Gina Basso, the curator of the film program, said the 1940s film series that Polta referenced serves as a beacon to her, and during her tenure she has tried to show challenging films that engage the audiences, as well as showing the relationship of film to other artworks.
Basso has been working at the museum about 15 years, starting as an intern in the Artist’s Gallery, and eventually working with the film program, in her current position since 2017. She said she’s proud of programs she’s done, like one that highlighted filmmaker Jia Zhangke and paired his films with others, and one called Black Powers: Reframing Hollywood, which included work by Melvin Van Peebles, Spike Lee, and Ava DuVernay.
Basso is one of the seven employees who will be laid off due to the cuts.
“I wanted the museum to be forward-thinking,” she said. “I’m hopeful they’ll reflect on this outpouring of grief and outrage. The film community is very loyal and supportive.”
Film is accessible and a gateway to other art, said Adam Piron, a curator at the Sundance Film Festival and the associate director of Indigenous cinema there. “It’s the art museum of San Francisco,” he said about SFMOMA. “It’s kind of insane to cut that program given its unique history to San Francisco.”
Getting rid of film as well as Open Space would be a glaring omission, Piron said. “They highlight voices of underrepresented writers, and they’re strong in terms of their commitment to Indigenous authors,” he added. “The museum touts reaching out to communities, but that’s one of its only efforts to really do so.”
Maxe Crandall, associate director of Feminist, Gender, and Sexuality Studies at Stanford University, has worked with Open Space. “So many artists in the Bay write and engage with Open Space,” he said. “It’s a single site you can go to and get the temperature to see what’s going on.”
Crandall calls the proposed cuts “bone-chilling.” “I worry about something that’s supposed to be a cultural institution is becoming a corporate institution,” he said.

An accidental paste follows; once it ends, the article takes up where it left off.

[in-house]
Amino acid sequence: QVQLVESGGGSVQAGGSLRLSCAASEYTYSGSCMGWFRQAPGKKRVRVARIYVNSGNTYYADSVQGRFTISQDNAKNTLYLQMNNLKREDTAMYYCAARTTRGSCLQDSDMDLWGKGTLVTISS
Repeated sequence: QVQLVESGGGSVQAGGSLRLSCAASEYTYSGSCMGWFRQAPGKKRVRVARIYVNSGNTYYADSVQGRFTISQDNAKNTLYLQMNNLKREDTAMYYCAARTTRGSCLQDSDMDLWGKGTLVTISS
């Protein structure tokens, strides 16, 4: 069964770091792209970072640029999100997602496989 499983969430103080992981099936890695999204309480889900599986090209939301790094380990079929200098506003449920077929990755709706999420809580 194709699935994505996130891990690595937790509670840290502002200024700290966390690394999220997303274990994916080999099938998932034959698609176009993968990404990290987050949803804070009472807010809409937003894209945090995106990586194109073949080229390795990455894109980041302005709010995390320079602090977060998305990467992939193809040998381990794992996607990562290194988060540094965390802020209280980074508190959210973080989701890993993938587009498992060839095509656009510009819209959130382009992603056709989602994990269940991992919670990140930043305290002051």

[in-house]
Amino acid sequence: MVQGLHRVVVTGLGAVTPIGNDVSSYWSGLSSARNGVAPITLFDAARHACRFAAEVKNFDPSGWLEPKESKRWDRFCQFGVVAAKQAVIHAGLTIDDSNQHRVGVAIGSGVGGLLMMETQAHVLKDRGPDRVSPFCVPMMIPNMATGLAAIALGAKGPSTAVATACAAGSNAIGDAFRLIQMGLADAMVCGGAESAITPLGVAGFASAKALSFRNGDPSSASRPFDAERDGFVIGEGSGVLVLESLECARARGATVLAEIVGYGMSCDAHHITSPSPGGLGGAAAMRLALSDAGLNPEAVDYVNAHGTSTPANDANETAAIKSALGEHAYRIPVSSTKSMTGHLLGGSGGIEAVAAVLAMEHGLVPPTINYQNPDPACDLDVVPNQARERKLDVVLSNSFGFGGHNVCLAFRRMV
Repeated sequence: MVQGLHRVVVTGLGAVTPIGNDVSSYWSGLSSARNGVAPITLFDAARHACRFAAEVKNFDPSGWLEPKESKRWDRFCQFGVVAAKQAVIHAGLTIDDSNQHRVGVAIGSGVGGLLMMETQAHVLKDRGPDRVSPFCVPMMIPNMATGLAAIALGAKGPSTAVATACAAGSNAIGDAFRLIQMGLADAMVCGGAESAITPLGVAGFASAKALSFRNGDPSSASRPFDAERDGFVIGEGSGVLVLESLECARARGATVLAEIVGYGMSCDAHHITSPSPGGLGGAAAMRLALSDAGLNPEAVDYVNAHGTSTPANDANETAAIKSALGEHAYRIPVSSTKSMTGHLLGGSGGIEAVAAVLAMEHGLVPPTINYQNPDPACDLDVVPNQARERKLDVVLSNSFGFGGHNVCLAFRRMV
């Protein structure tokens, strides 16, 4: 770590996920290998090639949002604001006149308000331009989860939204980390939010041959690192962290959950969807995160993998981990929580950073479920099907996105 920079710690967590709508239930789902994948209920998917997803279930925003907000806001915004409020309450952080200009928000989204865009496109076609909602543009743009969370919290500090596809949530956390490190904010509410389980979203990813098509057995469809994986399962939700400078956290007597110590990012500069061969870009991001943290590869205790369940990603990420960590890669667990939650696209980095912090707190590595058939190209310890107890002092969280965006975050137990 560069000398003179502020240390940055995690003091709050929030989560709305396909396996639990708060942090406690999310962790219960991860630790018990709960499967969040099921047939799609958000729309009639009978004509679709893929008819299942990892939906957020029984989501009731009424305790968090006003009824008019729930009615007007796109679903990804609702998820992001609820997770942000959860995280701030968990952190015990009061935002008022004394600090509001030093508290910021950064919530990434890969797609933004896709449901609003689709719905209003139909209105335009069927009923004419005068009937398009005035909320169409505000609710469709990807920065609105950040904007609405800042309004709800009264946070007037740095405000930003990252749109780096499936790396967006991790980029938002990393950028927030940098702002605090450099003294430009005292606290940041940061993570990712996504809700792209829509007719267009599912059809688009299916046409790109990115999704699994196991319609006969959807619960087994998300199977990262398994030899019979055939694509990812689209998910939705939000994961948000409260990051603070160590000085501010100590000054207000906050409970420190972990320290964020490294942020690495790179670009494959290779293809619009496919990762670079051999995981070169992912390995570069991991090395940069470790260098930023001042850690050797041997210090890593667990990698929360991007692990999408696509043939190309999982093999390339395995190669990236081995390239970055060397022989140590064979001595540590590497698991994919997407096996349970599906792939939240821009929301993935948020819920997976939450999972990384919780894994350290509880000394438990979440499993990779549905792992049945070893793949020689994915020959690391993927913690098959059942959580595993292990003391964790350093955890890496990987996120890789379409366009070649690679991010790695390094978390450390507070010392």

San Francisco artist Ron Saunders agrees. “I think it’s a shame and kind of a disgrace doing away with programs that benefit artists and artists communities in San Francisco,” he said. “They have become an elitist institution.”
He’s had friends who sold their work at the Artist’s Gallery, and he’s been interviewed for Open Space. “It’s a vehicle for people to find out about artists in the Bay Area, and they’re cutting that off,” he said. “To me, you’re saying you’re not interested in the artist community.”
Raw Material, the museum’s podcast which just won a top award, will become an audio zine that will interact with exhibitions inside the museum.
Erin Fleming, who started the podcast, now lives in Los Angeles, and works as a Senior Digital Production Specialist at Qatar Museums. In an email she said that the podcast had personal stories around art and culture, rather than experts. The collection at SFMOMA, like many modern art museums, is overwhelmingly white, she pointed out.
“Diversity in programming by no means makes up for a lack of diversity on the museum’s walls,” Fleming wrote. “But still — Open Space, Raw Material, and the Film program have been pockets of SFMOMA that centered, celebrated, and paid artists of color, transgender and nonbinary artists, and other artists that have been historically marginalized from the big story of art history and thus ignored by museums.”
An SFMOMA spokesperson sent a statement saying “ the pandemic has had a major impact on our operations, exacerbating existing challenges such as reduced attendance, growing expenses, and constrained budgets,” and that they were “committed to programming that enhances visitor experience, both in our galleries and throughout the museum.” When asked in an email to respond to the people who say the programs are important to the community and the cuts wouldn’t save a significant amount of money, they responded: “unfortunately I can’t add more than what is below.”
An online petition opposing the cuts has more than 2,000 signatures at this time. Another protest at the museum is planned for Thursday, August 5.